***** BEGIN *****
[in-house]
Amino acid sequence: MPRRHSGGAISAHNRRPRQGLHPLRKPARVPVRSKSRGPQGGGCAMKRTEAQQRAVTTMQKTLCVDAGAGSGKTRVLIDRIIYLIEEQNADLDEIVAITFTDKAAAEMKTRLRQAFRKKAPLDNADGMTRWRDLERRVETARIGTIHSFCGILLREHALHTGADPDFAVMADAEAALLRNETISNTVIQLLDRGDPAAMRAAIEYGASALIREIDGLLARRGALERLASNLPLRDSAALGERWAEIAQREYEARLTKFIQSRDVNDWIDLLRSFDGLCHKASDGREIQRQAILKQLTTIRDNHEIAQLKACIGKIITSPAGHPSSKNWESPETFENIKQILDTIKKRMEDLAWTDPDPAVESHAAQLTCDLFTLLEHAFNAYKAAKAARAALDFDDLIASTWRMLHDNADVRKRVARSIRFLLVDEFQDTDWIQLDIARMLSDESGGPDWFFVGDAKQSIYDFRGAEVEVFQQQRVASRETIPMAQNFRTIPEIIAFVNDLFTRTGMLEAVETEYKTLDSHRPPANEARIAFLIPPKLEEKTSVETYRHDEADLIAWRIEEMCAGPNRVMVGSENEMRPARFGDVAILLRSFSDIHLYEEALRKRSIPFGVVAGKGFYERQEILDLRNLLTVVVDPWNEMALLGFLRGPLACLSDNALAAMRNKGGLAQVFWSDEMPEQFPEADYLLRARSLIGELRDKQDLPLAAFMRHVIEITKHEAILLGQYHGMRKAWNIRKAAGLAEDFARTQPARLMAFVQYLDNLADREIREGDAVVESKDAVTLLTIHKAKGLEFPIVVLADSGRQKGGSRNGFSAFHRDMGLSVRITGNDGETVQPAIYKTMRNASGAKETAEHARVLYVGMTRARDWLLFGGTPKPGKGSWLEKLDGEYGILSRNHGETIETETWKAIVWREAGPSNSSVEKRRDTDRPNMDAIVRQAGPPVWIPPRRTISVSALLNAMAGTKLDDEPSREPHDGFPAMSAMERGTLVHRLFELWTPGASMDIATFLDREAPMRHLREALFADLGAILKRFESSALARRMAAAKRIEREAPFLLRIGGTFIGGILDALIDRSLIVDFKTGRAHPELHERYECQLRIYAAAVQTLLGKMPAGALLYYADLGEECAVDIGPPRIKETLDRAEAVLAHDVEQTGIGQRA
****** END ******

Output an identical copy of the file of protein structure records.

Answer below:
[in-house]
Amino acid sequence: MPRRHSGGAISAHNRRPRQGLHPLRKPARVPVRSKSRGPQGGGCAMKRTEAQQRAVTTMQKTLCVDAGAGSGKTRVLIDRIIYLIEEQNADLDEIVAITFTDKAAAEMKTRLRQAFRKKAPLDNADGMTRWRDLERRVETARIGTIHSFCGILLREHALHTGADPDFAVMADAEAALLRNETISNTVIQLLDRGDPAAMRAAIEYGASALIREIDGLLARRGALERLASNLPLRDSAALGERWAEIAQREYEARLTKFIQSRDVNDWIDLLRSFDGLCHKASDGREIQRQAILKQLTTIRDNHEIAQLKACIGKIITSPAGHPSSKNWESPETFENIKQILDTIKKRMEDLAWTDPDPAVESHAAQLTCDLFTLLEHAFNAYKAAKAARAALDFDDLIASTWRMLHDNADVRKRVARSIRFLLVDEFQDTDWIQLDIARMLSDESGGPDWFFVGDAKQSIYDFRGAEVEVFQQQRVASRETIPMAQNFRTIPEIIAFVNDLFTRTGMLEAVETEYKTLDSHRPPANEARIAFLIPPKLEEKTSVETYRHDEADLIAWRIEEMCAGPNRVMVGSENEMRPARFGDVAILLRSFSDIHLYEEALRKRSIPFGVVAGKGFYERQEILDLRNLLTVVVDPWNEMALLGFLRGPLACLSDNALAAMRNKGGLAQVFWSDEMPEQFPEADYLLRARSLIGELRDKQDLPLAAFMRHVIEITKHEAILLGQYHGMRKAWNIRKAAGLAEDFARTQPARLMAFVQYLDNLADREIREGDAVVESKDAVTLLTIHKAKGLEFPIVVLADSGRQKGGSRNGFSAFHRDMGLSVRITGNDGETVQPAIYKTMRNASGAKETAEHARVLYVGMTRARDWLLFGGTPKPGKGSWLEKLDGEYGILSRNHGETIETETWKAIVWREAGPSNSSVEKRRDTDRPNMDAIVRQAGPPVWIPPRRTISVSALLNAMAGTKLDDEPSREPHDGFPAMSAMERGTLVHRLFELWTPGASMDIATFLDREAPMRHLREALFADLGAILKRFESSALARRMAAAKRIEREAPFLLRIGGTFIGGILDALIDRSLIVDFKTGRAHPELHERYECQLRIYAAAVQTLLGKMPAGALLYYADLGEECAVDIGPPRIKETLDRAEAVLAHDVEQTGIGQRA